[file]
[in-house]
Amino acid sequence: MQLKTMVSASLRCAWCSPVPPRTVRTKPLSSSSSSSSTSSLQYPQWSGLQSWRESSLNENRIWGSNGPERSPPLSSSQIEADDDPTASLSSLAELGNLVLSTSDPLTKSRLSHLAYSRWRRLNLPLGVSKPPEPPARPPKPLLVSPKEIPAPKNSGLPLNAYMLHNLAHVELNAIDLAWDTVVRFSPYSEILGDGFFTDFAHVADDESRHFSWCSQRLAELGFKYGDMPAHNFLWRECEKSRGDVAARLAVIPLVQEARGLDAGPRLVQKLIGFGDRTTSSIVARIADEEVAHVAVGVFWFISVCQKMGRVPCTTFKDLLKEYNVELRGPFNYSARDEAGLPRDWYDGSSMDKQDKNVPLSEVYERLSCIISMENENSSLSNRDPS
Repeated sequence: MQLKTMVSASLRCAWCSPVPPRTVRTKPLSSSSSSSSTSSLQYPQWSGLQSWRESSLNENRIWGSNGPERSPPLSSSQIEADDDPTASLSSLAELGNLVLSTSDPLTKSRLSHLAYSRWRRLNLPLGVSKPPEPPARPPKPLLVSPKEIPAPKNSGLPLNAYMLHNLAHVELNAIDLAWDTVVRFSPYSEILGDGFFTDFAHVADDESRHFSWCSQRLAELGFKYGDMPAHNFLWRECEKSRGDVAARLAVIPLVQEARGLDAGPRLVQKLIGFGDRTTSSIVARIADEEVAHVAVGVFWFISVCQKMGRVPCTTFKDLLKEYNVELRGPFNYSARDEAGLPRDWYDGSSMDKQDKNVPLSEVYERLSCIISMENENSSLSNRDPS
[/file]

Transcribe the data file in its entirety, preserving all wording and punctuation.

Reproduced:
[in-house]
Amino acid sequence: MQLKTMVSASLRCAWCSPVPPRTVRTKPLSSSSSSSSTSSLQYPQWSGLQSWRESSLNENRIWGSNGPERSPPLSSSQIEADDDPTASLSSLAELGNLVLSTSDPLTKSRLSHLAYSRWRRLNLPLGVSKPPEPPARPPKPLLVSPKEIPAPKNSGLPLNAYMLHNLAHVELNAIDLAWDTVVRFSPYSEILGDGFFTDFAHVADDESRHFSWCSQRLAELGFKYGDMPAHNFLWRECEKSRGDVAARLAVIPLVQEARGLDAGPRLVQKLIGFGDRTTSSIVARIADEEVAHVAVGVFWFISVCQKMGRVPCTTFKDLLKEYNVELRGPFNYSARDEAGLPRDWYDGSSMDKQDKNVPLSEVYERLSCIISMENENSSLSNRDPS
Repeated sequence: MQLKTMVSASLRCAWCSPVPPRTVRTKPLSSSSSSSSTSSLQYPQWSGLQSWRESSLNENRIWGSNGPERSPPLSSSQIEADDDPTASLSSLAELGNLVLSTSDPLTKSRLSHLAYSRWRRLNLPLGVSKPPEPPARPPKPLLVSPKEIPAPKNSGLPLNAYMLHNLAHVELNAIDLAWDTVVRFSPYSEILGDGFFTDFAHVADDESRHFSWCSQRLAELGFKYGDMPAHNFLWRECEKSRGDVAARLAVIPLVQEARGLDAGPRLVQKLIGFGDRTTSSIVARIADEEVAHVAVGVFWFISVCQKMGRVPCTTFKDLLKEYNVELRGPFNYSARDEAGLPRDWYDGSSMDKQDKNVPLSEVYERLSCIISMENENSSLSNRDPS